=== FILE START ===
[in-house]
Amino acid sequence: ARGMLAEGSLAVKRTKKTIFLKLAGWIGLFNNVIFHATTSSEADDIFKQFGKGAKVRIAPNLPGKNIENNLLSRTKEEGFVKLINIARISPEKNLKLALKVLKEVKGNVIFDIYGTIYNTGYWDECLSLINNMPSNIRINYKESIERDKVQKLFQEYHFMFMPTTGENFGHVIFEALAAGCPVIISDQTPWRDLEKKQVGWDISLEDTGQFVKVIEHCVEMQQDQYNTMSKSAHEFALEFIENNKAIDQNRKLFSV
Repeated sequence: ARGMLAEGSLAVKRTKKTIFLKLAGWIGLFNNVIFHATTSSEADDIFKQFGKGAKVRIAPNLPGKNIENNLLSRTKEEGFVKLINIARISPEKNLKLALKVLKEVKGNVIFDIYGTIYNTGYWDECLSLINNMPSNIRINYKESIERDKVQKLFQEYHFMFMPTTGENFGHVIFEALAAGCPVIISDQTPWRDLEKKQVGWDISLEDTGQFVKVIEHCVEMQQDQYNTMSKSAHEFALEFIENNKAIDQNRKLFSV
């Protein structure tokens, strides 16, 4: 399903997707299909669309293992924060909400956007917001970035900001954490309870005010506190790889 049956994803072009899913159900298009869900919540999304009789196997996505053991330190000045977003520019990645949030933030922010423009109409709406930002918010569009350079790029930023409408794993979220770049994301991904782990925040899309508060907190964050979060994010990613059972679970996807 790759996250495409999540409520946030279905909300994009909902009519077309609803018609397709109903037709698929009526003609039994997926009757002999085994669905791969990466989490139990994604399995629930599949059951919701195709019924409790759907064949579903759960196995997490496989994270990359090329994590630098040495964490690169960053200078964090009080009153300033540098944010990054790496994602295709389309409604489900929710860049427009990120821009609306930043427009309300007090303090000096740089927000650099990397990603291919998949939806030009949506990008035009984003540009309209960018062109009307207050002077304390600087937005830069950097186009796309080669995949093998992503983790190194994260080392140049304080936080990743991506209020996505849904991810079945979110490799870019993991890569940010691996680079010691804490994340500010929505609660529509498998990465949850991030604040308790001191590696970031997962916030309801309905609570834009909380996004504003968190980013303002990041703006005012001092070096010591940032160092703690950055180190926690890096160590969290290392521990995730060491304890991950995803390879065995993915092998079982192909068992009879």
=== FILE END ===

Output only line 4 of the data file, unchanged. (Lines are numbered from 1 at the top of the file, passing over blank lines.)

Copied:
């Protein structure tokens, strides 16, 4: 399903997707299909669309293992924060909400956007917001970035900001954490309870005010506190790889 049956994803072009899913159900298009869900919540999304009789196997996505053991330190000045977003520019990645949030933030922010423009109409709406930002918010569009350079790029930023409408794993979220770049994301991904782990925040899309508060907190964050979060994010990613059972679970996807 790759996250495409999540409520946030279905909300994009909902009519077309609803018609397709109903037709698929009526003609039994997926009757002999085994669905791969990466989490139990994604399995629930599949059951919701195709019924409790759907064949579903759960196995997490496989994270990359090329994590630098040495964490690169960053200078964090009080009153300033540098944010990054790496994602295709389309409604489900929710860049427009990120821009609306930043427009309300007090303090000096740089927000650099990397990603291919998949939806030009949506990008035009984003540009309209960018062109009307207050002077304390600087937005830069950097186009796309080669995949093998992503983790190194994260080392140049304080936080990743991506209020996505849904991810079945979110490799870019993991890569940010691996680079010691804490994340500010929505609660529509498998990465949850991030604040308790001191590696970031997962916030309801309905609570834009909380996004504003968190980013303002990041703006005012001092070096010591940032160092703690950055180190926690890096160590969290290392521990995730060491304890991950995803390879065995993915092998079982192909068992009879």